But oh do we SUCK at the left brain stuff as kids! Try teaching calculus to the average three year old. Algebra was torturous (even though I kinda liked it – more on this below). Heck, even long division was terribly difficult when I was first learning it.
The left brain stuff does NOT come naturally. I think we can view the entire American education system as a long (and often painful!) assembly line that slowly builds, layer upon layer, left brain skills. It doesn’t end with school, of course: learning how to model in Power Pivot is another example of SIGNIFICANT left brain activity. And um, it’s super fun right? Don’t answer that.
This Left/Right Brain thing is NOT the focus of this post however. It’s just a necessary “setup” for something else, and I will start to turn that corner now.
The World “Becomes” Black and White – For a Moment, Anyway.
Rob as a Teenager: “I Love Neat and Tidy Answers, and the Feel of a #2 Pencil
’Bubbling Them In’ On a Multiple-Choice Test. I Have Become Spock.”
To varying degrees, that journey from childhood to algebra has a side effect. We start to expect the world to just “fit” into clean, black and white answers. I remember that oh-so-satisfying feeling of an answer that you just KNEW was correct. It just fit, like the click of a well-engineered mechanical pencil. The Right Answer practically glowed. I’d fill it in (on the exam or assignment), confidently move on to the next question, and wait for my tidy numerical reward (in the eventual graded score).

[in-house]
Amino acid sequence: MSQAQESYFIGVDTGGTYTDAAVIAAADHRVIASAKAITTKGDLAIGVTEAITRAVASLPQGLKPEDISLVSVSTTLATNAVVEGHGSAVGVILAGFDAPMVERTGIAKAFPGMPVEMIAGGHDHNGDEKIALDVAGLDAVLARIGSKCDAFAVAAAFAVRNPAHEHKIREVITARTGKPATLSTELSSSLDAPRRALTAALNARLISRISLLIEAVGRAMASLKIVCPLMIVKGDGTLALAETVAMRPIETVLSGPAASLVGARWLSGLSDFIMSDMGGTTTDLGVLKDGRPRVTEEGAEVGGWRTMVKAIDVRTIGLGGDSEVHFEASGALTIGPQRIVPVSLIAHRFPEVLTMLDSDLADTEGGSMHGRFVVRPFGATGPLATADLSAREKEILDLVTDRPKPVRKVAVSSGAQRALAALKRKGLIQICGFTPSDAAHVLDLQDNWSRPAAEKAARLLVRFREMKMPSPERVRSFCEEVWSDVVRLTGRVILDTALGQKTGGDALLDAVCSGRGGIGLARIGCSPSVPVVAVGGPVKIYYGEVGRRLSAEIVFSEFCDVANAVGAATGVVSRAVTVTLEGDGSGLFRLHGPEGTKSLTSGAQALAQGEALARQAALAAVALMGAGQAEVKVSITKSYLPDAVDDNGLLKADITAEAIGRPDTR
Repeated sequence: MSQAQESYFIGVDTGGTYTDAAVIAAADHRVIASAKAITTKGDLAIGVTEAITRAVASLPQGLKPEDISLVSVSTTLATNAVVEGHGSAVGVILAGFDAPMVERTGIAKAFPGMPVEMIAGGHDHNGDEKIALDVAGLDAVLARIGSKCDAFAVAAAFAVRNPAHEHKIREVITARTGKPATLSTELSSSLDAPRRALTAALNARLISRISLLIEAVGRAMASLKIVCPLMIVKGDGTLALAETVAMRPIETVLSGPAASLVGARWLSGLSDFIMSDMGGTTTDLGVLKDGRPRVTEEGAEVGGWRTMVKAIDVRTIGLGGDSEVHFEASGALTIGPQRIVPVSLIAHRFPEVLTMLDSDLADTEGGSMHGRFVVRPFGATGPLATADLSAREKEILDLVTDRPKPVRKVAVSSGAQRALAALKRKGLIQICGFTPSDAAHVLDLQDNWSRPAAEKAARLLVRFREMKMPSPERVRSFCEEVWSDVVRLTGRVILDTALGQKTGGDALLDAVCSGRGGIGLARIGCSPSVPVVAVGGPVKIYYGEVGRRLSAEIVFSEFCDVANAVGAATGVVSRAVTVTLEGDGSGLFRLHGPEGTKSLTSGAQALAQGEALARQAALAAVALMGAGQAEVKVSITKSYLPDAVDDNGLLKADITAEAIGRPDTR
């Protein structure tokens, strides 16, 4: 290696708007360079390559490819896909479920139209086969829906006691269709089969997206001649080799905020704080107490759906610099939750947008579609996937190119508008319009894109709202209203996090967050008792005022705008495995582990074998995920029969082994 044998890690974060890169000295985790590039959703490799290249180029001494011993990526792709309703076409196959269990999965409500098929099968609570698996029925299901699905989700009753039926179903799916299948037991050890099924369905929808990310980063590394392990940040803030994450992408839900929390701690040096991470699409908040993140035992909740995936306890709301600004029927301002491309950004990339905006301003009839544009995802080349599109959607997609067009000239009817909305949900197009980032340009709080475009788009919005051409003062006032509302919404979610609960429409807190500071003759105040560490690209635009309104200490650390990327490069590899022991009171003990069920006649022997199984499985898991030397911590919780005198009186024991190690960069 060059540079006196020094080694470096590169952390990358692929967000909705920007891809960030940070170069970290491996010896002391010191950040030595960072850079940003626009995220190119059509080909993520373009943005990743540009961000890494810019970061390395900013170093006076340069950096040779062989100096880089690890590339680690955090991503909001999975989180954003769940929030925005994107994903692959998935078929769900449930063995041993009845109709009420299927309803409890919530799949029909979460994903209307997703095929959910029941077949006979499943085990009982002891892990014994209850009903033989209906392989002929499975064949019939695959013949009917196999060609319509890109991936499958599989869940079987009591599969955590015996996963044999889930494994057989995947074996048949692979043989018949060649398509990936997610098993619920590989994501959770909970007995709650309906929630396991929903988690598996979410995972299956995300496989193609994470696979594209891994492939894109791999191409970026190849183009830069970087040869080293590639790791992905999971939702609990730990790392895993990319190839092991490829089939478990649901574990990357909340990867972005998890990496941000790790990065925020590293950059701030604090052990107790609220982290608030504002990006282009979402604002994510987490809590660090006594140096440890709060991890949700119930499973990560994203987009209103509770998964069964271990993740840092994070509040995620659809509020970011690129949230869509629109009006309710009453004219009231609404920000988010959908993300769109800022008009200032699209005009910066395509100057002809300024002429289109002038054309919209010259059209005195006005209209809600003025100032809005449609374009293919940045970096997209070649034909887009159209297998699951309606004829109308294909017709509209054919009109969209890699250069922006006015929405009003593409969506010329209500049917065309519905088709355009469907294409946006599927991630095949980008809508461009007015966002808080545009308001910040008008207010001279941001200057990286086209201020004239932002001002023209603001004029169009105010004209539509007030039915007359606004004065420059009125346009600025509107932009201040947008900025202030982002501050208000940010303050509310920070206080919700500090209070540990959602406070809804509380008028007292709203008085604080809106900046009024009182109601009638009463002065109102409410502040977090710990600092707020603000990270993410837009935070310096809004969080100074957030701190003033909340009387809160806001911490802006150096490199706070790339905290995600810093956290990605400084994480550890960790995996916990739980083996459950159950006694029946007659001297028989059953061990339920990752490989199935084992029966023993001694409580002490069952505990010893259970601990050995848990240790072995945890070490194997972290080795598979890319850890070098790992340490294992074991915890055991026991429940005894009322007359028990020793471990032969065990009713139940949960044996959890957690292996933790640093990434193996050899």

To Recap, the Right Answer existed, there was only One, and you Knew it when you found it. THAT is what I mean by “black and white” – there was one way to be Right, you could practically SMELL the “rightness” when you found it, and everything else… was Just Wrong. Heh heh.
Oh, those were the days! Looking back, I chuckle at the naiveté. The hubris. It’s almost like, if I had listened closely in my teens, I could have heard a faint and foreboding “drum roll” in the background. Something New and Terrible was coming…
…the Horribly Grey Real World (dun dun DUN!)
Rob at Age 24: Houston, We May Be Having a Nervous Breakdown
Coming out of college, at first, everything was going according to Plan. I took a job at Microsoft as a Software Test Engineer in 1996, and wow, were those initial days exhilarating. The software (Office 97, at the time) was either Working or Broken, and it was my job to find the Broken places!
Better yet, we could write detailed, logical Test Plans, and even OTHER software that helped us find bugs! Then we had databases that helped us track all of the Broken things we had found.